A watchdog group made up of government employees charged last week that a Michigan dioxin cleanup deal under negotiation between Dow Chemical (NYSE:DOW) and the U.S. Environmental Protection Agency (EPA) “would constitute a precedent-setting abdication of public health protection to a polluter.”
Jeff Ruch, a spokesman for Public Employees for Environmental Responsibility (PEER) told Michigan Messenger that the proposed agreement would be “advisory” rather than “regulatory,” enabling the Midland-based chemical giant to avoid costly remedial measures for dioxin — a potent carcinogen and toxin that was put into the Tittabawassee River in the 1960s by Dow’s Midland plant.

Wendy Carney, a manager for EPA’s Superfund division who is involved in the current negotiations with Dow, said that won’t happen.
Region 5 EPA officials have briefed the new administration on the status of their negotiations with Dow, Carney said. She rejected PEER’s claim that a potentially binding legal contract could be created by Feb. 15.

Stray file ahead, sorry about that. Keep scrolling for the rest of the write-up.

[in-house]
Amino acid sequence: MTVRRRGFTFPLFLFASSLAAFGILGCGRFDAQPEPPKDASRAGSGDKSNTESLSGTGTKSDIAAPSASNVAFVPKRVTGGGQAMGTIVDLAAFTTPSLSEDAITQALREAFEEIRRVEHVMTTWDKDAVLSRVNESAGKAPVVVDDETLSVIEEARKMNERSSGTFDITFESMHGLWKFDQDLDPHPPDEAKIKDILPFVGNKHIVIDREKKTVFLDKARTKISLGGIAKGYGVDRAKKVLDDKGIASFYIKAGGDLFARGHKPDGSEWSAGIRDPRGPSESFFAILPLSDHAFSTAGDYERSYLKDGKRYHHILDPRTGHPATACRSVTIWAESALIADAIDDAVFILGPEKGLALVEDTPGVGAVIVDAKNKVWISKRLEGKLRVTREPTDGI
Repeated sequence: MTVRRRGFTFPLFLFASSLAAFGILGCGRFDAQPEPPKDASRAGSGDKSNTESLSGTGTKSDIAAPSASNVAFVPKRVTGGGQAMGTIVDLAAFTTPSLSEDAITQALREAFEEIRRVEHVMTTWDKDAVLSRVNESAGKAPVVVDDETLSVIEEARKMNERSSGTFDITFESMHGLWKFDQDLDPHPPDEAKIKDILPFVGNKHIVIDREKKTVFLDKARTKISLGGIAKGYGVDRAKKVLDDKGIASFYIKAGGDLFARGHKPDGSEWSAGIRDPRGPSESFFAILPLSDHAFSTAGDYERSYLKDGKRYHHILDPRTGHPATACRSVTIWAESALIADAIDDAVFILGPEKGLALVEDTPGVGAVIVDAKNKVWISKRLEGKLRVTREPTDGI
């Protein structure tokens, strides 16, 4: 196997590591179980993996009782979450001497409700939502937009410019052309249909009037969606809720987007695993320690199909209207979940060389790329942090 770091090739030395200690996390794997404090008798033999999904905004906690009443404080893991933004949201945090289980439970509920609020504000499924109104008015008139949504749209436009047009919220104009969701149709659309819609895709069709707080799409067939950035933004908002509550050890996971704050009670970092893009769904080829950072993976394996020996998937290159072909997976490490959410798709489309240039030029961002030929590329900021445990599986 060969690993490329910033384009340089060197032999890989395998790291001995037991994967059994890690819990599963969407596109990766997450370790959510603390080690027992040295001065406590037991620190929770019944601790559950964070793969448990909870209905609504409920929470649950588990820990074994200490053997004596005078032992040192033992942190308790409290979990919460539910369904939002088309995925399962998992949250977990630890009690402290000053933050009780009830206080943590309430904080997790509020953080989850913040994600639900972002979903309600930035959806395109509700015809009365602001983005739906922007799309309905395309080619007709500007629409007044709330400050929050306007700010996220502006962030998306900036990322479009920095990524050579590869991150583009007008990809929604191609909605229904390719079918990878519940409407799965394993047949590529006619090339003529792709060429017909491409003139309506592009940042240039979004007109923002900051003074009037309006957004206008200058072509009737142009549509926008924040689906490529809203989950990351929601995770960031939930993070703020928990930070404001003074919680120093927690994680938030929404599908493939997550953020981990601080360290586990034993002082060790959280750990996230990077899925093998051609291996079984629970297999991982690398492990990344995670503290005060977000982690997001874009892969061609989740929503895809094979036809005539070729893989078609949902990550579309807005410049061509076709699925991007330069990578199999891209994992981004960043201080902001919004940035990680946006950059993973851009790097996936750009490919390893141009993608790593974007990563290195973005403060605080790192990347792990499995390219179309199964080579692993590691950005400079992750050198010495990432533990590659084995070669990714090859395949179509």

If Dow signs on to EPA’s proposed Superfund Alternative Site process, she said the agency will make the agreement public and solicit public comment for 30 days before approving it.

Some comments and perspective
EPA could accept a "good faith" offer from Dow  on February 15th and enter into closed door negotiations with the company.  Dow could take years to deliver on agreed upon work just like they have for the past 8 years.
As for soliciting public comment. Ms. Carney stated the public would be able to comment on any final document. Commenting on  and iinfluencing the content of a document are not the same. If the public were truly stakeholders EPA and MDEQ would not be meeting behind closed doors or entering a new process with Dow Chemical in the presence of a viable RCRA corrective action permit. Compare what EPA's Ms. Carney said ( above)  about public participation to what EPA's Mary Logan said two weeks ago when pressed on the issue by ousted Region V administrator Mary Gade. From the Bay City Times:

Gade asked EPA officials if they could guarantee the public will be able to comment on and influence a settlement before it's finalized.

"I'm not in a position to guarantee that," said Mary Logan, an EPA remedial project manager.


Michelle Hurd Riddick
Lone Tree Council